Jesus, of course gives us the masculine identity of God as father. But, the word translated as father might be better translated in most cases as daddy. It’s not a title as it is a deeply personal relationship. So when we pray to God as father, do you conceive of that as someone who is an authoritarian figure, who is sort of around but not intimately involved in our lives, who is more there as protector or provider or disciplinarian, or do you conceive of God, as daddy, someone carrying you on his shoulders, teaching you how to throw a ball or slide into a base, or sitting down and having a tea party with you? These are two radically different images of God from the same metaphor.

In today’s scripture passage from Isaiah, we have God conceived of not as father, but instead as mother and this is not at all unusual for the writer of this portion of Isaiah. Chapters 40-66 are thought not to have been written by the main the prophet Isaiah, but instead by writers who are referred to as deutero-Isaiah and trito- Isaiah, meaning second and third Isaiah. I won’t go into all the reasons, but beginning at chapter 44, there is a change from proclamation about the coming destruction of Israel to the post-exiling existence of the Jewish people, and there is also a change in the style of the writing, including the metaphors for God used. In fact, female images for God occur more frequently chapters 40-66 in Isaiah then they do in any other book in the Bible. And like today’s passage, most of these metaphors refer to God as being a mother.

Perhaps that is appropriate since the author of these passages is seeking to let the people know that God has not abandoned them, that God is faithful and still cares for them and will always continue to care for her children. “Can a woman forget her nursing her child,” God says, “or show no compassion for the child of her womb?” And then God says, even though earthly mothers may forget that God will not, that God will always remain faithful to her children, that God will be a more faithful of a mother than we can ever possibly conceive. This is a very different image than what we are probably used to hearing about God, and because we are so used to hearing God using only male imagery I would guess that many of us probably did not even notice it when female imagery was used.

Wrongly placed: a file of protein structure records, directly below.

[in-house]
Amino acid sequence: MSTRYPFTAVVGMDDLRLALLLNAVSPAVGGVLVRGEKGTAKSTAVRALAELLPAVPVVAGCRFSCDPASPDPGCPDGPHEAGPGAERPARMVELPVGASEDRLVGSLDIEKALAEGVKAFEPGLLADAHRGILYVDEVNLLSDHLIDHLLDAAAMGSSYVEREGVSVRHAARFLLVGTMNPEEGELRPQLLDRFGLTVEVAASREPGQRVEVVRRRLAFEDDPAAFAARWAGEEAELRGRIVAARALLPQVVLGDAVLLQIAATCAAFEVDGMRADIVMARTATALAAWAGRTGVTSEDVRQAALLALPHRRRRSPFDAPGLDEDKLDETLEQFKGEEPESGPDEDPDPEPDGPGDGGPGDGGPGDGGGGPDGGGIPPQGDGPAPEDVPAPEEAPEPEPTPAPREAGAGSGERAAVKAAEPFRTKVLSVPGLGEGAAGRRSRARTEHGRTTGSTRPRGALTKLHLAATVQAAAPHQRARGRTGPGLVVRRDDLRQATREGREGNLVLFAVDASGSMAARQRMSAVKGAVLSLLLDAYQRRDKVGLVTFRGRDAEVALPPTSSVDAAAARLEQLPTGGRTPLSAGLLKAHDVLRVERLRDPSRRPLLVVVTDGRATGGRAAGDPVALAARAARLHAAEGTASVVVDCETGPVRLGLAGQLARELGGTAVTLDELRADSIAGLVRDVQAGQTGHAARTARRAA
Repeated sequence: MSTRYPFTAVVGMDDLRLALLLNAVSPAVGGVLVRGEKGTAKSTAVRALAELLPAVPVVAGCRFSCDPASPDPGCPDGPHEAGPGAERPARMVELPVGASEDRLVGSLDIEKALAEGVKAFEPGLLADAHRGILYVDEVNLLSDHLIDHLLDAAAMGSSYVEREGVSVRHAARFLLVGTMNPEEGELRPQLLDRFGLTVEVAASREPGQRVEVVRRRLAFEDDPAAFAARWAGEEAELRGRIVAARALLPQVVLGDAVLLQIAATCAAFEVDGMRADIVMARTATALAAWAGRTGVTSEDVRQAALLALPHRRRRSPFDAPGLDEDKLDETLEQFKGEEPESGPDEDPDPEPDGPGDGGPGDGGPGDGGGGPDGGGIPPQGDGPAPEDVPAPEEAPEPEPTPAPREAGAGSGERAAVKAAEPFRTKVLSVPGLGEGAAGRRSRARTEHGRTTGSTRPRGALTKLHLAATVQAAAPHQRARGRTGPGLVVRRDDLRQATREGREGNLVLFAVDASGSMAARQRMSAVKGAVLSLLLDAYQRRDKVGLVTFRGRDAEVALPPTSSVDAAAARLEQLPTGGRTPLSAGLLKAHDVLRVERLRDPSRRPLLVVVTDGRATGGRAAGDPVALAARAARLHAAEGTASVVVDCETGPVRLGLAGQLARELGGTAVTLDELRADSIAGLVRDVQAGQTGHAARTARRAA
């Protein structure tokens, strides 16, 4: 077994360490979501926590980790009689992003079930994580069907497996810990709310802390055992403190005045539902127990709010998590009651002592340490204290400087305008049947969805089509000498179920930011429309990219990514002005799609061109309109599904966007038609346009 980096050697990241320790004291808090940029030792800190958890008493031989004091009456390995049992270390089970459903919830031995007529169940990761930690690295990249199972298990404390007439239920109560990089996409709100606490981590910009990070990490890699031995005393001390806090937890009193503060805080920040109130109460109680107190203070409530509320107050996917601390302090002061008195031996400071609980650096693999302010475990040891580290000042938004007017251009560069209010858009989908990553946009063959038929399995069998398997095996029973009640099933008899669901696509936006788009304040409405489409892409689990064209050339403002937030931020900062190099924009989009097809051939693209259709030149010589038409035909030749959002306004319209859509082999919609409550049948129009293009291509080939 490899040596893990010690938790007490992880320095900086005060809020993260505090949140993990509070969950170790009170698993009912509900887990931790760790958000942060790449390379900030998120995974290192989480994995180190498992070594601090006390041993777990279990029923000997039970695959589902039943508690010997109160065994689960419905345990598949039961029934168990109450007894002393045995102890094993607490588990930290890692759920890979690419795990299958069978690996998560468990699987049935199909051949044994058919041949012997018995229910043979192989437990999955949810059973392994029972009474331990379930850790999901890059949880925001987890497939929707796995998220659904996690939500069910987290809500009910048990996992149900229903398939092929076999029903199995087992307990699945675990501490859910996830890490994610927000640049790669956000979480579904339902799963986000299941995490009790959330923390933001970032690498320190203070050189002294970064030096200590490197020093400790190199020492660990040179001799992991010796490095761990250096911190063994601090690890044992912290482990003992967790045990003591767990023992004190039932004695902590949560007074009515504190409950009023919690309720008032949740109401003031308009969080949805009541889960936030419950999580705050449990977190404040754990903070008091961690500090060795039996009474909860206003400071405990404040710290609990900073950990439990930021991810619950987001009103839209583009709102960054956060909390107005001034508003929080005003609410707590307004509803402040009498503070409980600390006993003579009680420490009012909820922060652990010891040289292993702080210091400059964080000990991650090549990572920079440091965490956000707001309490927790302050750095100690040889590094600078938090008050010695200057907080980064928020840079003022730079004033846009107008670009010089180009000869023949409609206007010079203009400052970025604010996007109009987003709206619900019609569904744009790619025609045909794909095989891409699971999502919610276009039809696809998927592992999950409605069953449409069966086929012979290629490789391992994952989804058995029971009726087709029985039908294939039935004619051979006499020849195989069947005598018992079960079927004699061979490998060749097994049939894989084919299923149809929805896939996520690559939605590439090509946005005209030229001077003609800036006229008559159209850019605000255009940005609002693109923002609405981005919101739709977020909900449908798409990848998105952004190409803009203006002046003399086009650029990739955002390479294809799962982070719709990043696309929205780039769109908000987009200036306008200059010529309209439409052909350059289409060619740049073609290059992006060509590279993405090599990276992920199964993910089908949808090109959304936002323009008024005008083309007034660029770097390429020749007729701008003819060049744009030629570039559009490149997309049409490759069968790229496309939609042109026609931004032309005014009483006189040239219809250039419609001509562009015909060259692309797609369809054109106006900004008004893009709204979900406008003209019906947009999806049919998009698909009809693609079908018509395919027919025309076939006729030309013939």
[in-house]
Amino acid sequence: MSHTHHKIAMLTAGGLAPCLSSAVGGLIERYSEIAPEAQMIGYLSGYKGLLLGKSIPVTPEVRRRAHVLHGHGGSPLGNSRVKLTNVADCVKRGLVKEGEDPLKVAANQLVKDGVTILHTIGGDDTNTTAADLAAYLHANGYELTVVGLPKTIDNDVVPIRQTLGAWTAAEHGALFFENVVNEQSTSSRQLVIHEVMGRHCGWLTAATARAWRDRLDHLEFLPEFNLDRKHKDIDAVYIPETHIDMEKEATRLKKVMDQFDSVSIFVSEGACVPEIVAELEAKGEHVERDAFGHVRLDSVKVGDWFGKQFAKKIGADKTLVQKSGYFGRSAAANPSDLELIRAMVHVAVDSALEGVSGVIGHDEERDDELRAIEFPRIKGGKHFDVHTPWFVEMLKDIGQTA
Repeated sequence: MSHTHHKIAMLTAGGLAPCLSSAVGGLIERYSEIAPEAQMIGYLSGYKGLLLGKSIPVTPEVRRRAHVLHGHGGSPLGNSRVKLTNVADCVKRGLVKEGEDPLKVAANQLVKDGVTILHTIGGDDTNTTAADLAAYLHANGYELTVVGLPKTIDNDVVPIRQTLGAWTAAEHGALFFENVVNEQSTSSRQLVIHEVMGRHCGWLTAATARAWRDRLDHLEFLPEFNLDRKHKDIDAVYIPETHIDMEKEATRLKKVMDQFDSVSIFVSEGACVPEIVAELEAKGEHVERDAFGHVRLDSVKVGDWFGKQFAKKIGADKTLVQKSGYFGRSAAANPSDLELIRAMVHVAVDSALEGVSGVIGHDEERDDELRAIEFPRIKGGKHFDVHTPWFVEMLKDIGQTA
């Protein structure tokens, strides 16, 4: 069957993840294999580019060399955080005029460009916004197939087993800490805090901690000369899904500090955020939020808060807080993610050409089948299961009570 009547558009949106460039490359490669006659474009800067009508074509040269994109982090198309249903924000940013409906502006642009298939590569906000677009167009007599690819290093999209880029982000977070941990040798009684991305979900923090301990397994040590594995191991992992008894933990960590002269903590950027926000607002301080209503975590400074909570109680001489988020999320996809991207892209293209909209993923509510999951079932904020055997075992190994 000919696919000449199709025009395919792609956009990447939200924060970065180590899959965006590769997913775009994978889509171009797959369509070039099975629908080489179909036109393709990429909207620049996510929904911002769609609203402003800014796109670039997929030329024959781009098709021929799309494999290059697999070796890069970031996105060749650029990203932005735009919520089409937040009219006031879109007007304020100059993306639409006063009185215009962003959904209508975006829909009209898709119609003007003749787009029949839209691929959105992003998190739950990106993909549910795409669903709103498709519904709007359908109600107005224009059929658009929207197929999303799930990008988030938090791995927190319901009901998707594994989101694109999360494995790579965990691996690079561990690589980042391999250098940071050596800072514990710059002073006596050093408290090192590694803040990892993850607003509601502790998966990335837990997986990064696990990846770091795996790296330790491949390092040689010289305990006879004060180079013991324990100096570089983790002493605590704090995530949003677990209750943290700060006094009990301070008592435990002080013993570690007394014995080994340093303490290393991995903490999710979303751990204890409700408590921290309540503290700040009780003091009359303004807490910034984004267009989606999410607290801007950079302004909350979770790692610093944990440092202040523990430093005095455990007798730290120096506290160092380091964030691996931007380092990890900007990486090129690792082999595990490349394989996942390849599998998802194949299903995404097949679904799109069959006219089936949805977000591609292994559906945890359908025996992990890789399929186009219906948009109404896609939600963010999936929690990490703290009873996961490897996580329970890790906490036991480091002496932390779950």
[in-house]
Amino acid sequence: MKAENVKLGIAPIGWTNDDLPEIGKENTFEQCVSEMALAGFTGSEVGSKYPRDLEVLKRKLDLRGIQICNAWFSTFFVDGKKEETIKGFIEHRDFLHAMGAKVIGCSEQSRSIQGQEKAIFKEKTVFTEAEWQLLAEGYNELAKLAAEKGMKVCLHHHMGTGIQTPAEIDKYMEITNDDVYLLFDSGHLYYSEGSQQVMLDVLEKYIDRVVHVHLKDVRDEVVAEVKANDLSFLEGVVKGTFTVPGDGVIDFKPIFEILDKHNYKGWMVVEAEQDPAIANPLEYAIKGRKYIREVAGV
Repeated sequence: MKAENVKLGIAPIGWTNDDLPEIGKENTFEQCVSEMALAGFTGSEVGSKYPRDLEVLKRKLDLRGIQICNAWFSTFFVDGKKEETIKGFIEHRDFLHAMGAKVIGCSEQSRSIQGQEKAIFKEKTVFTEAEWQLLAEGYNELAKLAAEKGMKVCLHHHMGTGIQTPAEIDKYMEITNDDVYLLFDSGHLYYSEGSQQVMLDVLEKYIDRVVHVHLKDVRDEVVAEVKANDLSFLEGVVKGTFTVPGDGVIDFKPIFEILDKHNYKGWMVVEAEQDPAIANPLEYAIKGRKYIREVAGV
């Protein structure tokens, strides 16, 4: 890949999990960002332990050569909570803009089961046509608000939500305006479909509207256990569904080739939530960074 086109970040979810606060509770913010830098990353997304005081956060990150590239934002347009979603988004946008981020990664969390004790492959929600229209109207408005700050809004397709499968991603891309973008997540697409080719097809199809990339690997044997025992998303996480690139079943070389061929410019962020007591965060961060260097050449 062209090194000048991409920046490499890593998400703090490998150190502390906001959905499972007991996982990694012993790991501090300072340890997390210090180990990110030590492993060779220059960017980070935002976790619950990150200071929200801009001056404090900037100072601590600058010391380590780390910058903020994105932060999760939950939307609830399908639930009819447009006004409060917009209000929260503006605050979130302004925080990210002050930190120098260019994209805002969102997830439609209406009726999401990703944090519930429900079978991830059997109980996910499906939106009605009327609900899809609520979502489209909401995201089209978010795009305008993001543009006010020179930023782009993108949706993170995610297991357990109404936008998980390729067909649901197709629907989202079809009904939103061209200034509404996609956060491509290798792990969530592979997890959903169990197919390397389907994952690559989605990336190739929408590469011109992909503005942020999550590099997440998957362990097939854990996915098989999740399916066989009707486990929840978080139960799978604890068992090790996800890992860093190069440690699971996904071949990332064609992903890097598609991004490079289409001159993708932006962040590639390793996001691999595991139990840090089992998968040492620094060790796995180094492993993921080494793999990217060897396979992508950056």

Now this imagery may work for you or it may not work for you, but don’t reject it simply because you don’t think that this is who God is. The problem with many of the metaphors given about God in the scriptures is that we often forget that they are metaphors and instead we treat them as if they are saying this is who God actually is in God’s character. That is not what metaphors do or their purpose. Metaphors relate one thing to another, but they are not saying that the two things are the same. When I say that on our wedding day Linda was as beautiful as a rose, I am not saying that she is actually a rose or even that “roseness” is somehow part of her make-up, the same as if I say that the Red Sox are now being managed like the Yankees, it does not mean that they are the Yankees, and I know many of you are very glad they are not the Yankees.

Metaphors, when properly constructed, must show similarities and differences, so that we can say “yes, God is like that,” and also at the same time say “God is not like that.” When we say that God is a rock, it does not mean that God is an actual rock who has no thought, no movement, no growth, etc. Instead it implies some characteristics that we associate with rocks, like steadfastness or strength or perhaps immovability, so that we can say God is like a rock while at the same time understanding that God is not like a rock. Metaphors make comparisons so that things which might otherwise be incomprehensible, like God, become more comprehensible.

At the same time, our imagery of God needs to match our understanding of God. If you believe that God has given us total free will and allows us to do whatever we want and to be whatever we want without interference from God, then our metaphor for God needs to match that understanding. We cannot hold that belief and simultaneously imagine God as a potter, because if God is potter then we are the clay being formed and molded by God which would imply that God is doing most of the work and God is therefore interfering with the life of the clay. The potter does not allow the clay to do whatever the clay wants to do. And so that metaphor of God as potter does not work with a conception of God in which we have total freedom. (1) If you find that your prayer life is not working, or if you find you once had a wonderful prayer life and it has suddenly stopped working perhaps it is because your metaphor for God is no longer applicable.